A sweltering heat wave is affecting much of central and eastern Canada. At least 34 people have died in Quebec over the past few days, with at least 18 in the city of Montreal, prompting city officials to unveil their emergency response plan to avoid a spike in the number of deaths. The heat wave started on Friday, June 29 with temperatures reaching more than 45 °C (113 °F) this past weekend along with high humidity. The warm and humid airmass over Southern Quebec will persist through Thursday, July 3. Today, humidex values will reach near 40 °C (104 °F). However, conditions will grow even more uncomfortable on Thursday with humidex values reaching 43 °C (109.4 °F).
Montreal residents made hundreds of calls to 811 and ambulances on Monday and Tuesday, July 2 and 3, 2018, forcing officials to raise the city response level from 'alert' to an 'intervention.'
The city's public health director, Dr. Mylène Drouin, said officials want to avoid repeating what happened in 2010 when extreme heat caused 106 deaths in the Montreal area.
Santé Montréal, the city's public health department, said Wednesday morning the number of deaths in the Montreal area rose to 11. Dr. David Kaiser of the public health department said on CBC's The Current those who died in Montreal did not have air conditioning in their homes and had health issues.
"It's people who are not necessarily dying of what we think of as heat stroke, but that are dying of their underlying medical problems in a context where it's really hot in their apartments," Kaiser said. "The heat just overwhelms the body's capacity to adapt."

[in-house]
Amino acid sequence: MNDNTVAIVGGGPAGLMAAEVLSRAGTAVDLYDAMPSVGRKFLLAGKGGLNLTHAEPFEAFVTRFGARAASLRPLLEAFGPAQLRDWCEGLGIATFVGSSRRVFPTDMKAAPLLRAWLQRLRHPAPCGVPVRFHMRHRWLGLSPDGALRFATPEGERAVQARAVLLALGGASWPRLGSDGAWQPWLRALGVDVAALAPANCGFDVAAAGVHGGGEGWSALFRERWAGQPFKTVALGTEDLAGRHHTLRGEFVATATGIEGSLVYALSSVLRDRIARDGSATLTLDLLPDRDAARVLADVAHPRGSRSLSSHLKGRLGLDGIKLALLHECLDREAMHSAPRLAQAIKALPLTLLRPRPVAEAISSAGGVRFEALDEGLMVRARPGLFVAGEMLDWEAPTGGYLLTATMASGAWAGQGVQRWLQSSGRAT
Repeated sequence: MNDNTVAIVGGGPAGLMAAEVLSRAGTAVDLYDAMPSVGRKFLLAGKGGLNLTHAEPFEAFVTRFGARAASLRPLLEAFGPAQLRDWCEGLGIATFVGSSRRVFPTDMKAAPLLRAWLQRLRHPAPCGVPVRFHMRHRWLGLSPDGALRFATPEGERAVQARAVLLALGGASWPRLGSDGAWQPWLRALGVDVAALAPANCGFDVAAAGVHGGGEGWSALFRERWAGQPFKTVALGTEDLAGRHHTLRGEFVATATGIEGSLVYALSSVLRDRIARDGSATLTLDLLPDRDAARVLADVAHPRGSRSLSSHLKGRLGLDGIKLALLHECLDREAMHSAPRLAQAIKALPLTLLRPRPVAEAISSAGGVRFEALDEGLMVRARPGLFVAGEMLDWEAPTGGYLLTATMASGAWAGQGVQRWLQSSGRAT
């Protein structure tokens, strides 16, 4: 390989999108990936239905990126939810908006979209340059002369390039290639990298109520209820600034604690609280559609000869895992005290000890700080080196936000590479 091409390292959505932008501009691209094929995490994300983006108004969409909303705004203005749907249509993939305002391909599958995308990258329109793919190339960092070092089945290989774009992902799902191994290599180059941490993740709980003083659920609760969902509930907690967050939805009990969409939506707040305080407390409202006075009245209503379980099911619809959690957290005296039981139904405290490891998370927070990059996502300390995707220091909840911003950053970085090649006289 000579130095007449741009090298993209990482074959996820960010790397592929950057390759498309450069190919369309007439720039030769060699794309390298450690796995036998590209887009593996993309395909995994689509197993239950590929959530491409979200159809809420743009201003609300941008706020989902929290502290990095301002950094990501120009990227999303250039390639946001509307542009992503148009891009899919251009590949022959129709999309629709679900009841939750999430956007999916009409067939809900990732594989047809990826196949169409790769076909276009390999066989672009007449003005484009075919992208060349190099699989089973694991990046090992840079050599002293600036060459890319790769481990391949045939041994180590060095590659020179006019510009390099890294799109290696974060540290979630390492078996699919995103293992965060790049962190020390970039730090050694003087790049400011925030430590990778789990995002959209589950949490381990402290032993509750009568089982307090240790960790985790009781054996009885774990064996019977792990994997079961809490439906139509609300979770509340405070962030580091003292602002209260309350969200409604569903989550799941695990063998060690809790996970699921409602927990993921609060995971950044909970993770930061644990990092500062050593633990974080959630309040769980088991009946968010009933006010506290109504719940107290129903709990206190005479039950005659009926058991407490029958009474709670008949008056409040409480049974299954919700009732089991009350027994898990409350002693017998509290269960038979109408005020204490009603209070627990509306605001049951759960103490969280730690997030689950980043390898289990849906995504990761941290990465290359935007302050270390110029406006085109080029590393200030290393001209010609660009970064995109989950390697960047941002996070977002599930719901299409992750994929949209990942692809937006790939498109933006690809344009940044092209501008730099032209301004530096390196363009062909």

Urgences-Santé says it has received more than 1 200 calls a day since the heat began, representing a 30% increase to its busiest days.
In a statement issued Wednesday morning, July 4, they requested people to avoid calling 911 if they are feeling ill from the heat. They urged people to first seek help from friends and family or to call 811 first for tips on how to handle minor health issues where life is not at risk.
Mayor Valérie Plante urged people to check on vulnerable neighbors, including seniors. Safety of residents is "of the utmost importance" during the ongoing heat wave, she said.
Firemen and police officers have visited 1 300 homes out of 5 000 planned across the area so far.
According to Bruno Lachance, Montreal fire department chief, firefighters check on citizens during these house calls, and if the heat is seriously impacting them, they will send them to hospital. Only one person has been referred to the hospital so far.
Southern Ontario has been hard hit as well with the humidex in Ottawa on Canada Day reaching 47 °C (116.6 °F), the highest recorded for the city.
Featured image credit: Mark Langdon
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